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Apolipoprotein B100
Learn why the apolipoprotein B100 test is performed, what to expect during the test, and what the test results may mean.

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What Is the Apolipoprotein B100 Test?

Apolipoprotein B100 (apoB100) is the primary protein in low-density lipoprotein (LDL) cholesterol. The apoB100 test measures the amount of this type of cholesterol in the blood. LDL is often referred to as “bad” cholesterol because high levels of it can damage the heart and blood vessels. Each LDL particle has one copy of apoB100, so a measurement of apoB100 levels shows how many LDL particles there are in the blood.

High levels of apoB100 indicate high cholesterol, which is a known risk factor for heart disease. Your doctor may order an apoB100 test along with other lipid tests if you have a family history of heart disease or if you have high levels of fat in your blood. These tests can help determine your risk for heart disease. The apoB100 test may not always be predictive of heart disease. High levels of LDL are common in people with heart disease, but many people with the condition have normal levels of LDL cholesterol.

Why Is the Apolipoprotein B100 Test Performed?

Your doctor may order an apoB100 test if you have a family history of heart disease or high cholesterol, or hyperlipidemia. They may also order the test if you have high levels of fats, such as cholesterol and triglycerides, in your blood. Elevated levels of fat can increase your risk for serious heart problems, including heart disease and atherosclerosis.

Your doctor may also order the apoB100 test if you’re currently being treated for hyperlipidemia, or high cholesterol in the blood. The test results can enable your doctor to determine how well treatment is working to lower cholesterol levels in your blood. ApoB100 levels should return to normal if treatment is working. If they remain elevated, you may need a different type of treatment.

How Do I Prepare for the Apolipoprotein B100 Test?

Your doctor will give you specific instructions to follow. In most cases, however, you won’t be allowed to consume anything except water for several hours before the test. Make sure to ask your doctor how long you need to fast. It’s also important to notify them about any prescription drugs, over-the-counter medications, or supplements you may be taking. Your doctor might ask you to stop taking certain medicines that may interfere with the accuracy of the test.

How Is the Apolipoprotein B100 Test Performed?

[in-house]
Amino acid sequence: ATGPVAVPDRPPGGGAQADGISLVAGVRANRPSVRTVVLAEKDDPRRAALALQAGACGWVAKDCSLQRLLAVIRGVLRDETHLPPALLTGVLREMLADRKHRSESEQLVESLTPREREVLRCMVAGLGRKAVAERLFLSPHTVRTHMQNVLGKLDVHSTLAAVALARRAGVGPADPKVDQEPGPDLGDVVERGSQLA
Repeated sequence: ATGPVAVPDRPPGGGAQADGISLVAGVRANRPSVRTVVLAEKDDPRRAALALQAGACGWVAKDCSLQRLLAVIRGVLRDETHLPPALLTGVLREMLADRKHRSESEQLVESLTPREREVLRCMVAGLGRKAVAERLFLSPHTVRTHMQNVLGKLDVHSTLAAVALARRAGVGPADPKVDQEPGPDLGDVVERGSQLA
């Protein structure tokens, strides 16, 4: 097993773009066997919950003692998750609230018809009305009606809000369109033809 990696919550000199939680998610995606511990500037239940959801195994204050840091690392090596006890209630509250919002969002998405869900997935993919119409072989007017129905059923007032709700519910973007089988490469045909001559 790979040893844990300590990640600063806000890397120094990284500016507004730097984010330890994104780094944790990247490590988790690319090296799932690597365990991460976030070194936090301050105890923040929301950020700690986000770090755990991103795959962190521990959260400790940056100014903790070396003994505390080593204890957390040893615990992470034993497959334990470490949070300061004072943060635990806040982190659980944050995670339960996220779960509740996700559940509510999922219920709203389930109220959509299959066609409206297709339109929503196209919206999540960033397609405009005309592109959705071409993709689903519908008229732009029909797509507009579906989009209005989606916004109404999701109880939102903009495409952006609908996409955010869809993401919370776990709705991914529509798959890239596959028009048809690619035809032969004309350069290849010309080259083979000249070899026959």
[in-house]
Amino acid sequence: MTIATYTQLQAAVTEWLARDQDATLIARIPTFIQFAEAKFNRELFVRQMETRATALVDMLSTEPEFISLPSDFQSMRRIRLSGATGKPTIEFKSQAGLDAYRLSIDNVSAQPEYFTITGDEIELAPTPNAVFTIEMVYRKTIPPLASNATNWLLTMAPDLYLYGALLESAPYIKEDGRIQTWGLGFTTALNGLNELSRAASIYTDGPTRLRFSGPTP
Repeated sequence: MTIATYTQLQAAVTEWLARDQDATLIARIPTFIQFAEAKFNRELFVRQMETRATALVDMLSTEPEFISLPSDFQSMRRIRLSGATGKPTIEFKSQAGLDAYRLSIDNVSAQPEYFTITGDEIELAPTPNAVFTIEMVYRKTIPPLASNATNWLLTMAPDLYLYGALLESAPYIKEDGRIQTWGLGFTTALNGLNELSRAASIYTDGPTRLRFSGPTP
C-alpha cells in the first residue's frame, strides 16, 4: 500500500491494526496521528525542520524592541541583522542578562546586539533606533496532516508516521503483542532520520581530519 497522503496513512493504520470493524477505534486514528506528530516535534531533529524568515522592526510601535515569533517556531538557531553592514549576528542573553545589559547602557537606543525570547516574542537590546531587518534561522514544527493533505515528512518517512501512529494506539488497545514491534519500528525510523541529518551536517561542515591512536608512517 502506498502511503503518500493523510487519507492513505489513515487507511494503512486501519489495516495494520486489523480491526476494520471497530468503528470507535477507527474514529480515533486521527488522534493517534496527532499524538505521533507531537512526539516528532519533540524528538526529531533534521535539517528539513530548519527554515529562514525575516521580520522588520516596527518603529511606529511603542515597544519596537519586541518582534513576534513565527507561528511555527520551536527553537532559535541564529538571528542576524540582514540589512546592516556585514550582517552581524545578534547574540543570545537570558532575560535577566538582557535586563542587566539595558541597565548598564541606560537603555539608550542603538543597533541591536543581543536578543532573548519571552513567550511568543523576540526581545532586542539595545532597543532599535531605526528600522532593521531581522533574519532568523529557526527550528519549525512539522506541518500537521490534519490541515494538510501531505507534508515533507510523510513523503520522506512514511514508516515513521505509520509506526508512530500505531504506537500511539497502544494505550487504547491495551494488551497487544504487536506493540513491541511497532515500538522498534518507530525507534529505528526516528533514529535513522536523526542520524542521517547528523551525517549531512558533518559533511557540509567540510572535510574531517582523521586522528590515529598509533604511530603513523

The apoB100 test involves taking a small sample of blood from a vein in your hand or arm. The test involves the following steps:

  1. A healthcare provider will tie a tight band known as a tourniquet around your arm. This will make your veins easier to see.
  2. They’ll clean the desired area with an antiseptic
  3. Then, they’ll insert the needle. You may feel a slight prick or stinging sensation when the needle goes in. They’ll collect your blood in a tube or vial attached to the end of the needle.
  4. Once enough blood has been collected, they’ll remove the needle and apply pressure to the puncture site for a few seconds.
  5. They’ll then put a bandage or gauze over the area where the blood was drawn.
  6. After the test, they’ll send your blood sample to a laboratory for testing.

Your doctor will follow up with you to explain the results.

What Are the Risks of the Apolipoprotein B100 Test?

The only risks of an apoB100 test are those associated with having blood drawn. The most common side effect is mild pain at the puncture site during or after the test. Other possible risks from a blood draw include:

  • difficulty obtaining a sample, resulting in multiple needle sticks
  • excessive bleeding at the puncture site
  • fainting
  • dizziness
  • lightheadedness
  • accumulation of blood under the skin, which is known as a hematoma
  • an infection at the puncture site

Understanding the Apolipoprotein B100 Test Results

Specific results for will vary depending on the normal ranges defined by the particular laboratory that analyzed the blood sample. Generally, normal levels of apoB100 are between 40 and 125 milligrams per deciliter (mg/dL).

High apoB100 levels can be associated with certain health issues, including:

  • familial combined hyperlipidemia, which is an inherited disorder that causes high cholesterol and triglyceride levels
  • diabetes, which is a disease in which the body either doesn’t produce enough insulin or is resistant to it, leading to high blood sugar
  • hypothyroidism, which is a disorder in which the thyroid gland fails to produce a sufficient amount of hormones
  • kidney disease
  • the use of certain drugs, such as diuretics, androgens, or beta-blockers

Low apoB100 levels may also be problematic. They could indicate:

  • hyperthyroidism, which is a disorder in which the thyroid gland produces an excessive amount of hormones
  • Reye’s syndrome, which is a rare yet serious condition that causes sudden swelling in the brain and liver
  • abetalipoproteinemia, which is a condition that prevents the body from properly absorbing dietary fats
  • cirrhosis, or severe scarring of the liver
  • malnutrition

Regardless of your test results, it’s critical to speak with your doctor about what they may mean for you specifically.

Written by: Darla Burke
Edited by:
Medically Reviewed by: [Ljava.lang.Object;@1f5dba27
Published: Jul 16, 2012
Published By: Healthline Networks, Inc.
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